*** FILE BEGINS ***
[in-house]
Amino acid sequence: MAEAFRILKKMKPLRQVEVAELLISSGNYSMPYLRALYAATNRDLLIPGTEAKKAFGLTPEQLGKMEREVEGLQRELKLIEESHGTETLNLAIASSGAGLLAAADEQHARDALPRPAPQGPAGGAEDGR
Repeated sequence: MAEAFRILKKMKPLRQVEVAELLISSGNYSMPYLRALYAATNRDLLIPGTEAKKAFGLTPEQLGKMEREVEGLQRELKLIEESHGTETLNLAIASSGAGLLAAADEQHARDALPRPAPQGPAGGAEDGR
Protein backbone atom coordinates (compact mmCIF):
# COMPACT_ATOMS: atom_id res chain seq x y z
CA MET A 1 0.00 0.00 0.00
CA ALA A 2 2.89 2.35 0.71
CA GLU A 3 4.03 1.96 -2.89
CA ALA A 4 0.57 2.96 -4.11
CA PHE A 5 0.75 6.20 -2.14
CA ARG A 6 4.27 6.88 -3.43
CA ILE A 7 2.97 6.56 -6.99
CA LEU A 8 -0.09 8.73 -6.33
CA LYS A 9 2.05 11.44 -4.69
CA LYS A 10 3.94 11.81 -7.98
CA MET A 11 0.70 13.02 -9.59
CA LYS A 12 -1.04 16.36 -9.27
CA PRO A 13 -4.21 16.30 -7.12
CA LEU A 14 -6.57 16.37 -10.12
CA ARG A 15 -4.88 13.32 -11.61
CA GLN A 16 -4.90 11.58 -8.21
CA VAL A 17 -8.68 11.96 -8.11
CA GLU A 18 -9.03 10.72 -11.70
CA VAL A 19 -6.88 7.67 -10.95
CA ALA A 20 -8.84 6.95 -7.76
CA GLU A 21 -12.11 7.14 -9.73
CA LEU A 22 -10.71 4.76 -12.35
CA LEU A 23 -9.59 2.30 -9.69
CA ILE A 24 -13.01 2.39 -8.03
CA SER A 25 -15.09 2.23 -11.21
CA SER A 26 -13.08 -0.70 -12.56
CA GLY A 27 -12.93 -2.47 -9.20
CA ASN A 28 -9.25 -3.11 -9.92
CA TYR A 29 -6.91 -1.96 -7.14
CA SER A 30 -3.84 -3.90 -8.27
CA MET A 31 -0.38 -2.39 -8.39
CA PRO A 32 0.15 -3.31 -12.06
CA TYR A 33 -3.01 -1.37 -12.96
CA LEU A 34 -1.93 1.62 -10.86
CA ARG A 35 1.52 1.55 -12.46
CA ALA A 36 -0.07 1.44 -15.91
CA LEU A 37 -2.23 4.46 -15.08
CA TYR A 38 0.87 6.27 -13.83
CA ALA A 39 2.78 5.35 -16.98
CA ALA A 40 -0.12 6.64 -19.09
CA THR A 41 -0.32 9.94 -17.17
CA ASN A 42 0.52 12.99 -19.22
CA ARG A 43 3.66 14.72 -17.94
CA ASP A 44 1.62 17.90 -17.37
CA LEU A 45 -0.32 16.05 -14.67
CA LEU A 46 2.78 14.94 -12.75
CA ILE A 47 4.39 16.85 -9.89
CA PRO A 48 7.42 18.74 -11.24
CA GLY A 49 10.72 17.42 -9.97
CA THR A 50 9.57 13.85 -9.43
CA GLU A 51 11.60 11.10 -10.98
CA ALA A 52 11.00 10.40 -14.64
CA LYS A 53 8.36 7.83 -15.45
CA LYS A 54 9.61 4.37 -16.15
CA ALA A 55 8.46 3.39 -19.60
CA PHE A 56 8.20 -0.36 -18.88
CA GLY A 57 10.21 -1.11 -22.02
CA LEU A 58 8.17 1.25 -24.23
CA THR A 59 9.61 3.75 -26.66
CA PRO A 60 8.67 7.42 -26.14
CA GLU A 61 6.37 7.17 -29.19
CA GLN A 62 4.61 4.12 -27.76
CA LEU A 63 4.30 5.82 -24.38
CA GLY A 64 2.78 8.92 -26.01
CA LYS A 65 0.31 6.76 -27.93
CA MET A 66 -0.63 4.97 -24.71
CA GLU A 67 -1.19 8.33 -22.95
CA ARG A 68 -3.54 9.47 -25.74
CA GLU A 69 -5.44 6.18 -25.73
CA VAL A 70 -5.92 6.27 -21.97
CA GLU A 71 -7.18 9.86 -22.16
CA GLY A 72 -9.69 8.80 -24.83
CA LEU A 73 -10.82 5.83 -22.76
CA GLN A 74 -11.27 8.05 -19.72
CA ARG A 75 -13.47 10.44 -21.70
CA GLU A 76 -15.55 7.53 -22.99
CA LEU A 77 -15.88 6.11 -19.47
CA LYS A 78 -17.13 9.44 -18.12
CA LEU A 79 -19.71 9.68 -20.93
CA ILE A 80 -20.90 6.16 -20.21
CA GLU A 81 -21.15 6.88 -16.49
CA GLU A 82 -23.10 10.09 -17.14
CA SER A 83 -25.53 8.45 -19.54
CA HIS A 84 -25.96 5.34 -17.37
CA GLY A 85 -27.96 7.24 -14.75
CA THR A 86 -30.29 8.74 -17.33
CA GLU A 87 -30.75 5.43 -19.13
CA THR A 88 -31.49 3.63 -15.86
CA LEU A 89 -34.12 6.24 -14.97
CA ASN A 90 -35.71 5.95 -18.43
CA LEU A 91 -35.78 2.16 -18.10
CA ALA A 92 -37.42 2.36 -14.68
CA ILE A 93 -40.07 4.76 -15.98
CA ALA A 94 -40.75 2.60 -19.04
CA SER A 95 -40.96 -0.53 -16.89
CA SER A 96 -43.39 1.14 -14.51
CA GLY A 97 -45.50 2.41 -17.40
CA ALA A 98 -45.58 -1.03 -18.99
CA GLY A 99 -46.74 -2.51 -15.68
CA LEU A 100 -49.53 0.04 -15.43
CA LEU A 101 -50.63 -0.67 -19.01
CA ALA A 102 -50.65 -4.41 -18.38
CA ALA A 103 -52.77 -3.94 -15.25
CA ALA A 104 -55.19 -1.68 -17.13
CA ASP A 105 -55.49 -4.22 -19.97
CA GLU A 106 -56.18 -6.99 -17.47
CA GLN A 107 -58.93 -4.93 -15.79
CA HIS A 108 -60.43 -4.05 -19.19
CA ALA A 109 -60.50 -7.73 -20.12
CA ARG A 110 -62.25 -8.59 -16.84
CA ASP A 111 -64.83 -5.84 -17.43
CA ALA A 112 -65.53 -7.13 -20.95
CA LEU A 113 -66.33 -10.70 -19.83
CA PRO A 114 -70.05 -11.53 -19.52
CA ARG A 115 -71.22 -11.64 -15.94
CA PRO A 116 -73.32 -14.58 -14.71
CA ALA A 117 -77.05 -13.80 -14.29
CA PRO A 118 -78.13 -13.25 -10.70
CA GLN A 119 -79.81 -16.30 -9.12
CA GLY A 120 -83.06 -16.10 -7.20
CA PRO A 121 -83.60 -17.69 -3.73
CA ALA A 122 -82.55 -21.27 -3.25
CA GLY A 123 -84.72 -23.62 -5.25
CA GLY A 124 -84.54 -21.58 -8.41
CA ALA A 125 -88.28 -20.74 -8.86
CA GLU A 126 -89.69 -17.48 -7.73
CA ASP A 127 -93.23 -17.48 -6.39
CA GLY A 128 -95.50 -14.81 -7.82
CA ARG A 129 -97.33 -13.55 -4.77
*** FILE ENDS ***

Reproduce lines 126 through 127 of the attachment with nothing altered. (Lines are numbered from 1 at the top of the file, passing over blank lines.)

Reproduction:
CA PRO A 121 -83.60 -17.69 -3.73
CA ALA A 122 -82.55 -21.27 -3.25